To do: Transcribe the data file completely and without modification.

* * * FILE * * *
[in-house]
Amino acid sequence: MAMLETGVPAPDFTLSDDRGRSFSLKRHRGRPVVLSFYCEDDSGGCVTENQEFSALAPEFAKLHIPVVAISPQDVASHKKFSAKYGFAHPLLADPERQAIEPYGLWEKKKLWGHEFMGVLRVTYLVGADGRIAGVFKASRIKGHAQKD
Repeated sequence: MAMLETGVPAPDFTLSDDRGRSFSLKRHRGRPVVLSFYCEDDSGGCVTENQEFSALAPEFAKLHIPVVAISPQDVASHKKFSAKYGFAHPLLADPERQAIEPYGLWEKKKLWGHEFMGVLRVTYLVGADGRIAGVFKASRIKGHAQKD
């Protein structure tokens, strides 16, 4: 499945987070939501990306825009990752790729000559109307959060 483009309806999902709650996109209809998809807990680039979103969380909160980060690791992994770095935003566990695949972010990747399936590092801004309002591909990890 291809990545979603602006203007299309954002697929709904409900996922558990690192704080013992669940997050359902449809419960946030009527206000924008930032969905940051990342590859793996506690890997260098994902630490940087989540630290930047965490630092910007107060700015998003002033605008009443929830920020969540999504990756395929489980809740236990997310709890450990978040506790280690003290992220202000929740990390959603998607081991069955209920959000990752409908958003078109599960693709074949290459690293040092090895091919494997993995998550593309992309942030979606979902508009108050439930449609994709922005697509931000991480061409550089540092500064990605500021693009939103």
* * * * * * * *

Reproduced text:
[in-house]
Amino acid sequence: MAMLETGVPAPDFTLSDDRGRSFSLKRHRGRPVVLSFYCEDDSGGCVTENQEFSALAPEFAKLHIPVVAISPQDVASHKKFSAKYGFAHPLLADPERQAIEPYGLWEKKKLWGHEFMGVLRVTYLVGADGRIAGVFKASRIKGHAQKD
Repeated sequence: MAMLETGVPAPDFTLSDDRGRSFSLKRHRGRPVVLSFYCEDDSGGCVTENQEFSALAPEFAKLHIPVVAISPQDVASHKKFSAKYGFAHPLLADPERQAIEPYGLWEKKKLWGHEFMGVLRVTYLVGADGRIAGVFKASRIKGHAQKD
């Protein structure tokens, strides 16, 4: 499945987070939501990306825009990752790729000559109307959060 483009309806999902709650996109209809998809807990680039979103969380909160980060690791992994770095935003566990695949972010990747399936590092801004309002591909990890 291809990545979603602006203007299309954002697929709904409900996922558990690192704080013992669940997050359902449809419960946030009527206000924008930032969905940051990342590859793996506690890997260098994902630490940087989540630290930047965490630092910007107060700015998003002033605008009443929830920020969540999504990756395929489980809740236990997310709890450990978040506790280690003290992220202000929740990390959603998607081991069955209920959000990752409908958003078109599960693709074949290459690293040092090895091919494997993995998550593309992309942030979606979902508009108050439930449609994709922005697509931000991480061409550089540092500064990605500021693009939103």